Funny / Funeral

Funny / Funeral
Performers: Sabina Perry / Molly Johnson
The Citadel, Toronto
March 30-April 2 2016
Funny / Funeral features two World Premieres of new works by Sabina Perry and Molly Johnson.
Molly Johnson's solo, choreographed by Sabina Perry, is titled Funeral For My 20s. We first see her hiding her eyes behind  glasses with dark reflective lenses. Dressed in red, she poses alluringly, trying to convey a sexy image that is awkward and not all there.
Stepping out of this image, she stands holding a sign reading "Past is Present." This sums up the content of her piece, which deals with her struggles to deal with the past and all the failures, emotional heartbreaks and relationship debacles that live embedded within her body-- and her journey to maturity and a fulfilling dance career.
There are two segments that stand out for me. In one she stands by the wall, stage left, and stares at us. Her face vividly expresses her anguish while at the same time radiating a coy alluring look. She gradually moves down the wall to the back, where she slides along that wall, taking up yoga-based positions and others that are off balance. 
In the other she begins as an isolated figure on a white floor, moving aimlessly in and out and around. Strobes. A disco setting. Soft lime-green lighting counterpointing the sudden hardness of blaring upbeat music and her movements that evoke her anger, sadness and frustration. They are distorted and frantic. Arms slashing out. Fingers clenched. Ending in exhaustion. Lying on her side making mewling sounds like a cat or baby.
This catharsis is followed by her moving slowly toward us, her face registering a playfulness that was not there before. Without dialogue. Just her present in the moment hilariously interconnecting with us.
Funny Girl is the second  piece, choreographed and performed by Sabina Perry. She runs on stage towards a microphone. And falls. Blackout. Thunking sound. Lights up. And there she is, splayed out on the floor. Tries to get up but somehow has difficulty getting there. One can feel her mental and physical exertion and frustration. Arriving at last she appears relaxed and confident as she introduces herself.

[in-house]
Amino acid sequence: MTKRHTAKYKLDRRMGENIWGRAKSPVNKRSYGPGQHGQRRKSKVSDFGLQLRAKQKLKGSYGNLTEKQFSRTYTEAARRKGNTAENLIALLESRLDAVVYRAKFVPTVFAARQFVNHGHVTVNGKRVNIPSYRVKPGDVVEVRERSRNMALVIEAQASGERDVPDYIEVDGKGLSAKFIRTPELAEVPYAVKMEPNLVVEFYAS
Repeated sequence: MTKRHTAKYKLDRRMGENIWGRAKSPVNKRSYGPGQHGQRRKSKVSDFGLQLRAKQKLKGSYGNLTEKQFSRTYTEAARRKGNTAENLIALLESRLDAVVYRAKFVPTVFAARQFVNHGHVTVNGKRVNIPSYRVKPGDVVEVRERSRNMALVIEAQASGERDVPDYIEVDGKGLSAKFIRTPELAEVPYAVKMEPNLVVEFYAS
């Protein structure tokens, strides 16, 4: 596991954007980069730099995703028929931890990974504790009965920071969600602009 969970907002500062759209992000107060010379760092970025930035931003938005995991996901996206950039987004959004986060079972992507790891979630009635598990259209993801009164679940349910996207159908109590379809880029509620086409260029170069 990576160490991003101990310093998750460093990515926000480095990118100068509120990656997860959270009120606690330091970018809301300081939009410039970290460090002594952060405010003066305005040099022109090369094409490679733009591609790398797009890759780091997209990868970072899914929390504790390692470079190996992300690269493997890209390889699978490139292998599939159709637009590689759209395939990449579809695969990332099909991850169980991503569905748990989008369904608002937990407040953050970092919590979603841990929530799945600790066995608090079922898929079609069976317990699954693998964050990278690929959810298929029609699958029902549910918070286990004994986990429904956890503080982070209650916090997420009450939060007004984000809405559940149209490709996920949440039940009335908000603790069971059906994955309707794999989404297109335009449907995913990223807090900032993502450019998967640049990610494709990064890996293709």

She notes that people always thought she was hilarious, which does not help a dancer in developing her career. A teacher once singled her out in a class for her flailing unfocused movements.
She explains how lonely she was when she first moved to Europe. Those her age were either single moms or undergoing therapy. Or worse, she was surrounded by self-important people who cannot travel to tourist attractions or go anywhere without putting themselves in the picture.
This text-based comical presentation is punctuated by a dance soundtrack, featuring her in awkward ungainly dance language, summing up her state of mind at that time.
The piece ends in a festive party scene complete with confetti and balloons, with Perry cracking jokes in rapid fire succession.
An overall funny yet poignant show on the ups and downs of two dancers on their journey of self-discovery.
They know their success is transitory, and acknowledge this in this hilarious quote from the programme notes:
"You think beautiful girls are going to stay in style forever? I should say not! Any moment now they are going to be out! Finished! Then it'll be my turn." -- Barbra Streisand in Funny Girl (1968)